Arts and Sciences Research Office Blog

Research - Funding - Developing Proposals - Terms and Terminology - Research News

Filmmaking in KY

by Peter Morrin

On October 4th, the Center for Arts and Culture Partnerships of the College of Arts and Sciences hosted an all-day symposium on Film and Filmmaking in Kentucky.

Funded by the Liberal Studies Project, the Kentucky Arts Council, Department of Fine Arts, the Commonwealth Center for Humanities and Society, and Eleanor Bingham Miller, the conference drew 84 attendees.  The audience was made up of students, faculty, film and video workers, investors and interested members of the general public.  The University Club hosted the gathering.

John Ferré, Interim Dean of the College of Arts and Sciences, opened the conference, asserting that “the College of Arts and Sciences wants to help create a stronger regional cinema culture, and this is only one of many endeavors to that end.”  He was followed by Kentucky’s First Lady, Jane Beshear, who encouraged attendees to lobby legislators to extend Kentucky’s incentives for filmmakers that expire in 2014.  (Initiated in 2009, the incentive for filmmaking in Kentucky provides reimbursement for 20% of production expenditures with budgets over $500,000). Ms. Beshear stressed the warmth of Kentucky’s welcome to film projects, stressing the Commonweath’s hospitable willingness to accommodate the needs of movie makers.

Panel discussions during the day covered “Making Feature Films in Kentucky,” “Teaching and Writing About Film,” “The Business of Film,” and “Documentary Film in Kentucky.”  The keynote address by Stephen Prince, professor of Cinema Studies at Virginia Tech, was on “Realism and Cinema in the Digital Age.” Prince explicated ways in which digital and analog film differed, and how the sense of “perceptual realism” evolves with shifts in technology.  Prince concluded that the evidential authority of all kinds of photography was ultimately more a matter of ethics than of technique or technicality.

In the session on feature films, Jane Beshear’s stress on Kentuckians’ eagerness to work with filmmakers was echoed by former Louisvillian, Kimberly Levin.  Her feature, “Cantuckee,” is now in post-production.  She praised Henry County administrators and volunteers who assisted with a scene demanding the use of emergency vehicles.  Levin opined, “in Kentucky the community becomes part of the film.” Producer Milan Chakraborty also cited Kentucky’s friendliness as a positive factor, but thought the state needed to do more to brand itself as a location.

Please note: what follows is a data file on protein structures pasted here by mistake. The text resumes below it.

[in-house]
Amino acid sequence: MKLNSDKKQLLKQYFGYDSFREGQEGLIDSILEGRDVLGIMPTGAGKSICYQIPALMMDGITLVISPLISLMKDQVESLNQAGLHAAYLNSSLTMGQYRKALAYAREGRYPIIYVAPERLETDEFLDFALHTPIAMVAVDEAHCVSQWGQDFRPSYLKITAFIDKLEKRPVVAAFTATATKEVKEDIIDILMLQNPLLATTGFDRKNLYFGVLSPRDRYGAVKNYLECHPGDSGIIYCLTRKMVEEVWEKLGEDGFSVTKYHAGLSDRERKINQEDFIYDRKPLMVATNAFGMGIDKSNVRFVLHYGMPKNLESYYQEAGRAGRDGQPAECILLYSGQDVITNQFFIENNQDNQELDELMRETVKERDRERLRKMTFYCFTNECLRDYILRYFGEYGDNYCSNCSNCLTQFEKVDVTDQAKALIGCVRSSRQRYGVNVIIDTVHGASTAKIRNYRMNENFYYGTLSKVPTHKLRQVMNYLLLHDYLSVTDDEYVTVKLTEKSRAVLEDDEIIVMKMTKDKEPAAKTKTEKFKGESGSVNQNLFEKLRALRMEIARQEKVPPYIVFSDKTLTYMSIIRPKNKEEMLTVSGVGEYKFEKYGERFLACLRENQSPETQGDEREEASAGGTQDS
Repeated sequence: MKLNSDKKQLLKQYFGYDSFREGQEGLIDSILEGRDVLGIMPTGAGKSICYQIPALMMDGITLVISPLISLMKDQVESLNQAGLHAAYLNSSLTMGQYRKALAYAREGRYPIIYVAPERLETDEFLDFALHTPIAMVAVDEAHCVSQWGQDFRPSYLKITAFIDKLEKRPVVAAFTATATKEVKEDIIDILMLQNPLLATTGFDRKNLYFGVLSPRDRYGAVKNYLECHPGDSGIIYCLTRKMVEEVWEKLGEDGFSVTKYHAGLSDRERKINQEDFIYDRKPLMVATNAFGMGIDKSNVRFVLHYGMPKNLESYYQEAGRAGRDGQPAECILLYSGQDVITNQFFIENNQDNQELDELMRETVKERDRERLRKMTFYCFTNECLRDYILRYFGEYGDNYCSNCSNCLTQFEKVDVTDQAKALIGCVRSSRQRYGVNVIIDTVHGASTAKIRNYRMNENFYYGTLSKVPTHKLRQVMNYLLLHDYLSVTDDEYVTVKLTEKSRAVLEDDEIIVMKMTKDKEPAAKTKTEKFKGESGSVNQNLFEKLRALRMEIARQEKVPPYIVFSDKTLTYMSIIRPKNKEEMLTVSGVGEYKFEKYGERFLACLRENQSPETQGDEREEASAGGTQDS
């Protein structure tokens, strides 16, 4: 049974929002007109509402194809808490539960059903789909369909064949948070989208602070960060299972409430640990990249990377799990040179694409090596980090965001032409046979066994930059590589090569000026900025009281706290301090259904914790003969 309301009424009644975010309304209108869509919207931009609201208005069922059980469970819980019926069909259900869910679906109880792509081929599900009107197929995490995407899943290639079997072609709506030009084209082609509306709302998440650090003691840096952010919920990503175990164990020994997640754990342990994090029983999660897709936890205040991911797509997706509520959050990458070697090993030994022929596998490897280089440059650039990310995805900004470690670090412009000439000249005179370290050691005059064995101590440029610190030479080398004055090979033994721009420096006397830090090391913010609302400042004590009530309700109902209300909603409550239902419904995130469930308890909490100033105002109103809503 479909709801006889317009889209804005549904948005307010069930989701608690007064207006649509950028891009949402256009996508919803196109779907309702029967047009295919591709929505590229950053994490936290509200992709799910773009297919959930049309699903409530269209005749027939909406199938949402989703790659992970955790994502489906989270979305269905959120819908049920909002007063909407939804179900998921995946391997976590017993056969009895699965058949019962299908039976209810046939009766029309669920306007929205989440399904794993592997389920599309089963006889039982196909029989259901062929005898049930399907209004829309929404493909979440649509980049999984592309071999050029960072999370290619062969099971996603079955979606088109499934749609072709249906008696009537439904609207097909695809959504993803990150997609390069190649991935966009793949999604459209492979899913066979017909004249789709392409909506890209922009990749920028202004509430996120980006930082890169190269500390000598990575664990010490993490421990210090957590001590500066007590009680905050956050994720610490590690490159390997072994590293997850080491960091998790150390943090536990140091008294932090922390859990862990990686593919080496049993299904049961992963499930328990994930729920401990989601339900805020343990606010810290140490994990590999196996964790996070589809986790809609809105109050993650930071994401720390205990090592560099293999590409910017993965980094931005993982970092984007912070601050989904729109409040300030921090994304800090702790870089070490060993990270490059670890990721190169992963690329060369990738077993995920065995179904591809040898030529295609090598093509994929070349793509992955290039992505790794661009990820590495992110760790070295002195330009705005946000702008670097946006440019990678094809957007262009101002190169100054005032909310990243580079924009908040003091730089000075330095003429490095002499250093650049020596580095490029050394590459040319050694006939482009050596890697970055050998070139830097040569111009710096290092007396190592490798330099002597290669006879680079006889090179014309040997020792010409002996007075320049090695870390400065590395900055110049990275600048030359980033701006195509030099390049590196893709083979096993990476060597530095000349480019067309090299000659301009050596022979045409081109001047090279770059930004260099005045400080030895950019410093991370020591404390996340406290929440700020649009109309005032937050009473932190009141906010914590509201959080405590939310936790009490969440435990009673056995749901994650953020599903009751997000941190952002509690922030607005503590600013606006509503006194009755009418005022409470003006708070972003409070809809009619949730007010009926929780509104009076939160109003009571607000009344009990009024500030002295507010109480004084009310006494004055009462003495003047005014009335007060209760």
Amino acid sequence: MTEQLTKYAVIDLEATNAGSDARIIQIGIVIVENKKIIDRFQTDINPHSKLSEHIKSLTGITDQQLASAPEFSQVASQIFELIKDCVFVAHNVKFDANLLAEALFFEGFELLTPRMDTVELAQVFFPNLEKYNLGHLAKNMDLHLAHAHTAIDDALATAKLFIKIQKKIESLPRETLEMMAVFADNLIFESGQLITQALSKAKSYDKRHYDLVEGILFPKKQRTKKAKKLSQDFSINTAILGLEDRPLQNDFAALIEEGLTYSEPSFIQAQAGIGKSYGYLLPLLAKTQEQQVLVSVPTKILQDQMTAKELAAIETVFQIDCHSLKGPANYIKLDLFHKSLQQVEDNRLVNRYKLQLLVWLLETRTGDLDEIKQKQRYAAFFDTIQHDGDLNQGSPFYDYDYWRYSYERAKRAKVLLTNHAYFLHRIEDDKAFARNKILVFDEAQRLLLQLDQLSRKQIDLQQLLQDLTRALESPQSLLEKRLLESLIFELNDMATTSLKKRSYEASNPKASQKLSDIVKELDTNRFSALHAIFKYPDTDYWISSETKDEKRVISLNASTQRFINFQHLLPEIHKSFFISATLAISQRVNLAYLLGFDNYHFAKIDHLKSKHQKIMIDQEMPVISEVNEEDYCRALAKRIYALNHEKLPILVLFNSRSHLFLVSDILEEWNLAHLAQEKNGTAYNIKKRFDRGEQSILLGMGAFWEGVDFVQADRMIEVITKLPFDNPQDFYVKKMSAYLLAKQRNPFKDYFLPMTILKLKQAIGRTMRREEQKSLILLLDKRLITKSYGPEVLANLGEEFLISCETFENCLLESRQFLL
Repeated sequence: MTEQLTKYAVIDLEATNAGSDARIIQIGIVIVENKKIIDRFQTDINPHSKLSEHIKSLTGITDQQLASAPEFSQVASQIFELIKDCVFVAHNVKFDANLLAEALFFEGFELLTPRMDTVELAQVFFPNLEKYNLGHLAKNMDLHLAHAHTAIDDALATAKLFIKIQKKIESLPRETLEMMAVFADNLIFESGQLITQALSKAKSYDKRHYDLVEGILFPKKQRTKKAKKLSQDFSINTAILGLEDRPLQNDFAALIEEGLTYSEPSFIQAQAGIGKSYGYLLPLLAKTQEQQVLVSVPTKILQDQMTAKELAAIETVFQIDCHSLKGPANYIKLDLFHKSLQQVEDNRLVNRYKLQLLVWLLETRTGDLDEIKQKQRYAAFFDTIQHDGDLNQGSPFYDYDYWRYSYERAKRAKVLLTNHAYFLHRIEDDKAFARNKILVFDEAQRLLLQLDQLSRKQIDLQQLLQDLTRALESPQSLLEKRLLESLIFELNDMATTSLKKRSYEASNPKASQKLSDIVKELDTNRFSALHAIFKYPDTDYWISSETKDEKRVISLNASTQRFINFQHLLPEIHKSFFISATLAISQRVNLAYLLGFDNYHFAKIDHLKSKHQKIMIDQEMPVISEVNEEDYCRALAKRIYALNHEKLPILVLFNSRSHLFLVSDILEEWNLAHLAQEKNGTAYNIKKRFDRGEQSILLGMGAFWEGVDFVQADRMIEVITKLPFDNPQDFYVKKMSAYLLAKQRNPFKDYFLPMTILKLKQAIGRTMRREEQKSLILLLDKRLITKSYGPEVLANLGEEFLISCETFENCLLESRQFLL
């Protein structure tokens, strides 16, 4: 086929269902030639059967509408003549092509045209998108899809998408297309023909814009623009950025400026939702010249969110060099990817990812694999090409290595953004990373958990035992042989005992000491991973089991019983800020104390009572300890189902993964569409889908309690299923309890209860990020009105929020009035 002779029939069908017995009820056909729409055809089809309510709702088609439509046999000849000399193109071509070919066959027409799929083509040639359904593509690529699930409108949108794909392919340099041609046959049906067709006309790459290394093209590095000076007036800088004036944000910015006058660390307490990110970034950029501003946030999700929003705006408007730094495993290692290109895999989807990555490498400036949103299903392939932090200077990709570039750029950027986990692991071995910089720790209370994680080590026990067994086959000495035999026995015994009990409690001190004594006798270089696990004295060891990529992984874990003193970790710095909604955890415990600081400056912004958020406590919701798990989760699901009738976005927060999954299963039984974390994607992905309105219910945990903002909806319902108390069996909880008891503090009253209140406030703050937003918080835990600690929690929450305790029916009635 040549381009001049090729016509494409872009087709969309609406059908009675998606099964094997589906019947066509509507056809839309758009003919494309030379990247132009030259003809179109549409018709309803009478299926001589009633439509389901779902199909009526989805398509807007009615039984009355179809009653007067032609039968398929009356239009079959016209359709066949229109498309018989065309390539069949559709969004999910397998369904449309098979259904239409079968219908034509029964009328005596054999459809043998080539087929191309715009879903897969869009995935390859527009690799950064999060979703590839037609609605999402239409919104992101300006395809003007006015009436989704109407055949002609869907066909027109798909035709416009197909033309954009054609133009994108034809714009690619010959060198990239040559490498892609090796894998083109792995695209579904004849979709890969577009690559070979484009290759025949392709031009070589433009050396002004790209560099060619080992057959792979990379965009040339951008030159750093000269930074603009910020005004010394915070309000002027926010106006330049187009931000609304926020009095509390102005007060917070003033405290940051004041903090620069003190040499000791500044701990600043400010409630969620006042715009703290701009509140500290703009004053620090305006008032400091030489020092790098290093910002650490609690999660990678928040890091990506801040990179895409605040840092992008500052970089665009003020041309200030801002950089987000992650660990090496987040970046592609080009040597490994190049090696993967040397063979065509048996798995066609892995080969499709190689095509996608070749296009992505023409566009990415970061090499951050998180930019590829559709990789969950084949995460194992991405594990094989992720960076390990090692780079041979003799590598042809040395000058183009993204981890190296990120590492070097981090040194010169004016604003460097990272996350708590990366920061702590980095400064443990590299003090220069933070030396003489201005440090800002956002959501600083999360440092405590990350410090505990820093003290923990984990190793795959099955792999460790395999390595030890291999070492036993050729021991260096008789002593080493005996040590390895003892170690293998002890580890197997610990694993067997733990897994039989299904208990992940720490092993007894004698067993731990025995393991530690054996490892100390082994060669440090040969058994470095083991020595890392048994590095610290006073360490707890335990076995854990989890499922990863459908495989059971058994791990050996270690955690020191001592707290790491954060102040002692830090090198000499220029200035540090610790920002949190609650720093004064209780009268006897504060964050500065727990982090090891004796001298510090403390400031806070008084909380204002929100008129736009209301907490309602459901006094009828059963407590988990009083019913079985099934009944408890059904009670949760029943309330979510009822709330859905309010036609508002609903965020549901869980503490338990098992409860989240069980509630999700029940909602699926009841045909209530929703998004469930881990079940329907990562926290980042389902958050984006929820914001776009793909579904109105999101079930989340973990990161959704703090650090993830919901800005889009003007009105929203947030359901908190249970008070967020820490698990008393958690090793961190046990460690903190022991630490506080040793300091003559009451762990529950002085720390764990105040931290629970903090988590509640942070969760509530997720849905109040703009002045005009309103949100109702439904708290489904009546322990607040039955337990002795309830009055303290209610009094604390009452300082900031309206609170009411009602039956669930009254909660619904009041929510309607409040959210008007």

The panel discussion on teaching and writing about film was moderated by Lawrence Cooper, the first tenure-track faculty member at the University who is solely a teacher of cinema studies.  The panel reflected a wide variety of perspectives: film critic Anthony Kaufman stressed the challenges of getting his readers to think about film as an art form – and go to see screenings of serious works.  Matthieu Dalle, professor in the French Section of the Department of Classical and Modern Languages, recounted his success in getting funding from the French government for a French film festival, and his belief that film studies are a crucial component of language and cultural studies.  Gregory Waller, professor in the Department of Communication and Culture at Indiana University, characterized his remarks as “the strongest possible pitch for the academic discipline of film studies,” noting that film was “a primary way to think about American life in the 20th and 21st centuries.”  Kaufman, Dalle, Waller and moderator Cooper all deplored the rise of individual film viewing on portable media devices, noting that film, like other performance media, helped build community as a shared experience, one heightened if the film director is in attendance to explain his or her creative art.